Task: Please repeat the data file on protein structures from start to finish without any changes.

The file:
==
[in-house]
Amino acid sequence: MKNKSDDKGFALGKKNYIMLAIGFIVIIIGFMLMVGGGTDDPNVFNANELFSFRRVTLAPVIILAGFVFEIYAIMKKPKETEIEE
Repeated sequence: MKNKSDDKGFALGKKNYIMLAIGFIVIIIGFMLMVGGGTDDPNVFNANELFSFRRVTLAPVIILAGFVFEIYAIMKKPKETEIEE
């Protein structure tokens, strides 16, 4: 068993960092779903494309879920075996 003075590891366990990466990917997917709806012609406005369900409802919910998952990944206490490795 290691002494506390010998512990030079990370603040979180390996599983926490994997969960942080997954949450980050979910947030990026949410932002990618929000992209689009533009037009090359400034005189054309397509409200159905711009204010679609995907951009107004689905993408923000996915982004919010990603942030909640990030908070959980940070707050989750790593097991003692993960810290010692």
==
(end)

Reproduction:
[in-house]
Amino acid sequence: MKNKSDDKGFALGKKNYIMLAIGFIVIIIGFMLMVGGGTDDPNVFNANELFSFRRVTLAPVIILAGFVFEIYAIMKKPKETEIEE
Repeated sequence: MKNKSDDKGFALGKKNYIMLAIGFIVIIIGFMLMVGGGTDDPNVFNANELFSFRRVTLAPVIILAGFVFEIYAIMKKPKETEIEE
């Protein structure tokens, strides 16, 4: 068993960092779903494309879920075996 003075590891366990990466990917997917709806012609406005369900409802919910998952990944206490490795 290691002494506390010998512990030079990370603040979180390996599983926490994997969960942080997954949450980050979910947030990026949410932002990618929000992209689009533009037009090359400034005189054309397509409200159905711009204010679609995907951009107004689905993408923000996915982004919010990603942030909640990030908070959980940070707050989750790593097991003692993960810290010692």